Type 1 and Type 2 and Gestational Diabetes:
In Type 1 diabetes, the body does not produce insulin. The condition has no known cure and is usually hereditary in nature. Approximately 10% of those suffering from diabetes have Type 1 diabetes. Patients with Type 1 diabetes have to take regular medication, including insulin injections as well as take care of their diet.
Type 2 diabetes happens when the body does not produce enough insulin for its proper functioning. 90% of all diabetic people suffer from Type 2 diabetes. It is usually caused by poor lifestyle choices, like physical inactivity and unhealthy food habits. The disease lasts a lifetime and is usually progressive in nature, but can be managed by taking regular medication, choosing an active lifestyle and maintaining proper body weight.
Diabetes during pregnancy is known as gestational diabetes. This has to be managed by taking medication or in extreme cases insulin shots. If undetected or untreated, gestational diabetes increases complications during childbirth, and causes unusual weight gain in the baby. However, gestational diabetes usually ends after the baby is born and women can go back to their normal lifestyle and eating habits post delivery.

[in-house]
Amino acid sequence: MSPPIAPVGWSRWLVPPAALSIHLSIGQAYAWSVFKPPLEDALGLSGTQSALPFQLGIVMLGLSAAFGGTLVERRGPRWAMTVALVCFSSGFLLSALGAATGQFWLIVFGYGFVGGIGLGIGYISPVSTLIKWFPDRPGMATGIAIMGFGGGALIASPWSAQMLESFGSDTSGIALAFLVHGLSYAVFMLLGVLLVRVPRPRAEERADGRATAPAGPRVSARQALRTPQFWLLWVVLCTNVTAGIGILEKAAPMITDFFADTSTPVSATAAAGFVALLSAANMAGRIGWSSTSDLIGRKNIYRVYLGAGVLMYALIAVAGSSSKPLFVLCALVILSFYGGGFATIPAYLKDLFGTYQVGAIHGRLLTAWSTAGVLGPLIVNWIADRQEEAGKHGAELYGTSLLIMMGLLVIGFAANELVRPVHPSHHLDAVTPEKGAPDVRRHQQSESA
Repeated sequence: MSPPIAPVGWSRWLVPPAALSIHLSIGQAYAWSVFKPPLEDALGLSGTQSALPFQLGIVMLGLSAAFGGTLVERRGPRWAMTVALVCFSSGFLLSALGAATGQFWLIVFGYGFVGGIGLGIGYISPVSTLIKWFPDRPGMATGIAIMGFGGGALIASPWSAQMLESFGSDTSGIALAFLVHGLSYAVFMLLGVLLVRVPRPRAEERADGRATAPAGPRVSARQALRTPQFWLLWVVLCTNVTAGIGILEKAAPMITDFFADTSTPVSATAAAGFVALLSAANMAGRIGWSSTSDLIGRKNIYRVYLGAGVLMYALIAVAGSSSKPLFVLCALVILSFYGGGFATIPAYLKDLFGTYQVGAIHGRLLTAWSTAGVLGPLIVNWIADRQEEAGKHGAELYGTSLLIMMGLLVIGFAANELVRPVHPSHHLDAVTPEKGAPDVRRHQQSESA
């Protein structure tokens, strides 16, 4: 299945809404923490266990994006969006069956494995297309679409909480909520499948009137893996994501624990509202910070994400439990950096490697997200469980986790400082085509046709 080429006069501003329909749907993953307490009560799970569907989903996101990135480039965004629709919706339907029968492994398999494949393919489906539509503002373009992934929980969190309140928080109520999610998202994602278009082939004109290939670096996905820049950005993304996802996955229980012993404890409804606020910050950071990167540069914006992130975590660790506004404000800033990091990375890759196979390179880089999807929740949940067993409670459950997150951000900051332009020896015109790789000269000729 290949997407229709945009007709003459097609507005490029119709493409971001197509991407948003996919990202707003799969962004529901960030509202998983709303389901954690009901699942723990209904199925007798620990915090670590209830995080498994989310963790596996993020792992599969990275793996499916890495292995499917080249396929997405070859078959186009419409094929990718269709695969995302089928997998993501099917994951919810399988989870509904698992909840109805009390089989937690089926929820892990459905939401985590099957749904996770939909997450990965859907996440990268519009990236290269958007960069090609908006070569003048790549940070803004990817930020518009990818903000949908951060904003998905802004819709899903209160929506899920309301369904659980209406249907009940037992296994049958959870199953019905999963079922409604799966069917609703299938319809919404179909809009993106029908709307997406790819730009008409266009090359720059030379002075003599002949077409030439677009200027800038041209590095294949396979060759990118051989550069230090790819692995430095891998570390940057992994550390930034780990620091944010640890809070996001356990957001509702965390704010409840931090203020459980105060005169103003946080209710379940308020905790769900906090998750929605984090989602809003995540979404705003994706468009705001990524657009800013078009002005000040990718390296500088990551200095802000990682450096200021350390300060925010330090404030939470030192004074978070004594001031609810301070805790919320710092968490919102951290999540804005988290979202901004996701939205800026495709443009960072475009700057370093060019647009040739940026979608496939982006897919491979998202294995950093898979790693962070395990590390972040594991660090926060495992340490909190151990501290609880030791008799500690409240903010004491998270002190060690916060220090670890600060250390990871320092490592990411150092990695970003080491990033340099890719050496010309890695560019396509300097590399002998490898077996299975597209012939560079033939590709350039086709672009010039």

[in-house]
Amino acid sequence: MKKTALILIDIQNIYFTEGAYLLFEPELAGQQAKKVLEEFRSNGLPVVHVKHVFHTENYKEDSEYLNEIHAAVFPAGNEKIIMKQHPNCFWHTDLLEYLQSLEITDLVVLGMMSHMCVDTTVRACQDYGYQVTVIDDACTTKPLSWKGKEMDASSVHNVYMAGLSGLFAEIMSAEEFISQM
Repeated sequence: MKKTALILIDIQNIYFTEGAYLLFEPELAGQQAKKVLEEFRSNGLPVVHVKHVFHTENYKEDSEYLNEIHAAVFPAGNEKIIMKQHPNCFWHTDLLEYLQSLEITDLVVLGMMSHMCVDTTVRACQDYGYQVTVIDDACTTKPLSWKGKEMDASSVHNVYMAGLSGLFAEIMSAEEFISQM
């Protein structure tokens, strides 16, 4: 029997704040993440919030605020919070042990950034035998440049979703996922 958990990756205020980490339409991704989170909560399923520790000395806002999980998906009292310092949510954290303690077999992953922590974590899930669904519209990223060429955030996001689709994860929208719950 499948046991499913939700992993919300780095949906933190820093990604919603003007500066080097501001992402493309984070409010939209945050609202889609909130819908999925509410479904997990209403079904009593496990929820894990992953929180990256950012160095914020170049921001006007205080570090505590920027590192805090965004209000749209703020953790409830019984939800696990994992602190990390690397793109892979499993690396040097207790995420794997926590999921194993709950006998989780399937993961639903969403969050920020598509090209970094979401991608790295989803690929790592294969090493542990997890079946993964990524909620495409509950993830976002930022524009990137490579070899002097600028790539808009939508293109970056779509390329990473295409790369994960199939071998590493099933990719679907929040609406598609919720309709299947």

Symptoms of Diabetes
- Frequent urination
- Extreme hunger or thirst
- Weight loss
- Problems with vision
- Tingling or numbness of the extremities.
- Unexplained fatigue
- Dry skin
- Cuts or sores that heal slowly
- High number of infections
Who is at greatest risk for developing diabetes?